Calming South Asia; Talbott mission: India and Pakistan seem willing to put their nuclear rivalry on hold.


THE PURPOSE of economic sanctions on India and Pakistan is not to punish them for detonating nuclear explosions last May but to persuade them to sign the Comprehensive Test Ban Treaty, renouncing further nuclear explosions.

There were good reasons to impose sanctions, after both countries detonated underground nuclear explosions to test weapons they are capable of inflicting on each other. Since their joint independence in 1947, the two countries have fought three wars.

There are equally good reasons to want sanctions lifted. They could propel either nation into the Asian recession. They punish ordinary people who have no say in nuclear policies. They perpetuate poverty in countries that are already, on average, very poor.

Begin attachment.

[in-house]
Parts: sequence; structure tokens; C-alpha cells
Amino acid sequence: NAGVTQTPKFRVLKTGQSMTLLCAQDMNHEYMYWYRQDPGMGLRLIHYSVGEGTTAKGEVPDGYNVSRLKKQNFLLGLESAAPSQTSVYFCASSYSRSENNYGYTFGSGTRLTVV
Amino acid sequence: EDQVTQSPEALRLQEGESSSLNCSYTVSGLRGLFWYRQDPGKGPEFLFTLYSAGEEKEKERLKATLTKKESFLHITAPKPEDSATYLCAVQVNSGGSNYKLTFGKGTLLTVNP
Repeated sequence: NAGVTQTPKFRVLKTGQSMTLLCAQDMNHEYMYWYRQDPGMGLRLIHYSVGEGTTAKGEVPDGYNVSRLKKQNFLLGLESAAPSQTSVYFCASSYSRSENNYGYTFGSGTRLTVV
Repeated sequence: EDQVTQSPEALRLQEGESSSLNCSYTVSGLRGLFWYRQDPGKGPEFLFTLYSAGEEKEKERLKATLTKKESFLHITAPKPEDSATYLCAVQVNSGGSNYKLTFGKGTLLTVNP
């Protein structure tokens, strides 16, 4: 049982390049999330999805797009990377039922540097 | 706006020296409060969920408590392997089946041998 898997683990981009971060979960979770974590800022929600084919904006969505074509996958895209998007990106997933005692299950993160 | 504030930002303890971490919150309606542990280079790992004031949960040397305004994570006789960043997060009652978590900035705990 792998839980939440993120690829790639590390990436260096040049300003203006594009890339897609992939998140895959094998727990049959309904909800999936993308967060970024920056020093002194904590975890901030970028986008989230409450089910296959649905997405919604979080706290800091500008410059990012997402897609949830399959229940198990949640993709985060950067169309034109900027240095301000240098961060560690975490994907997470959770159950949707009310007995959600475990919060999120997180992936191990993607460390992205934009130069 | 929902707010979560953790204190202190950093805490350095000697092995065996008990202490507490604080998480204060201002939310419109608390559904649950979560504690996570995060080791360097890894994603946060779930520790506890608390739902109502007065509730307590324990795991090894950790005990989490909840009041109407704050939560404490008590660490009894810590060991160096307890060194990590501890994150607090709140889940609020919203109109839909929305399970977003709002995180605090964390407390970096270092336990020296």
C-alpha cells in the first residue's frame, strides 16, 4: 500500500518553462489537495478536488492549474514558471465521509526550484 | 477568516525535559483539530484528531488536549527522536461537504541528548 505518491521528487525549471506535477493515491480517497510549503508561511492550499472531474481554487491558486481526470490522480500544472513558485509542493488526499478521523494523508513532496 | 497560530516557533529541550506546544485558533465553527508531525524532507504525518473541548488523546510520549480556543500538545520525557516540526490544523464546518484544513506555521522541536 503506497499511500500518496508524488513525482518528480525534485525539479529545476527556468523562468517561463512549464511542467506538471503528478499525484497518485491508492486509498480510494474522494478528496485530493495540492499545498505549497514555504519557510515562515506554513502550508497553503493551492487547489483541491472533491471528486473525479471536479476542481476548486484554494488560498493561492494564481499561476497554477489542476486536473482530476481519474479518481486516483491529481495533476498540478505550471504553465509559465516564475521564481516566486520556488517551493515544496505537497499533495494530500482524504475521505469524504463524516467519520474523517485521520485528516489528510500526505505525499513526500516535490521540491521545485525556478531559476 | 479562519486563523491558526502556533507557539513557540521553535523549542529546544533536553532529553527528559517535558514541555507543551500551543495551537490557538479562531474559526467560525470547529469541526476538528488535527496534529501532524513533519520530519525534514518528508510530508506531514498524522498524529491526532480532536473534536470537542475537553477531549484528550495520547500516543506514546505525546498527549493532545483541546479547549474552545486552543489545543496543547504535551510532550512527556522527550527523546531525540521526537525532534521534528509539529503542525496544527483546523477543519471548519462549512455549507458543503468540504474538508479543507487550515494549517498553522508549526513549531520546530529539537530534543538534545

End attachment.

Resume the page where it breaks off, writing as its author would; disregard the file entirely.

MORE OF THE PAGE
Deputy Secretary of State Strobe Talbott's tacit agreement with India on Monday, for India to again qualify for World Bank loans and to sign the test ban treaty in midyear, is welcome. Next come efforts to sign up Pakistan.

Sanctions against Pakistan were already relaxed, for fear of its economic fragility. This made dealing with an always-suspicious India more difficult.

But the frigidity of U.S. relations with the world's largest democracy, a legacy of India's friendship with the Soviet Union during the Cold War, has no rationale any longer. Closer friendship is in the interest equally of India and the United States.

India and Pakistan would also be better off if money spent on nuclear weapons went into improving the lives of their people.

But India is afraid of China, and Pakistan fears India, hence the arms race. More diplomacy on the model of Mr. Talbott's mission might help escort both countries to their senses.

Pub Date: 2/04/99

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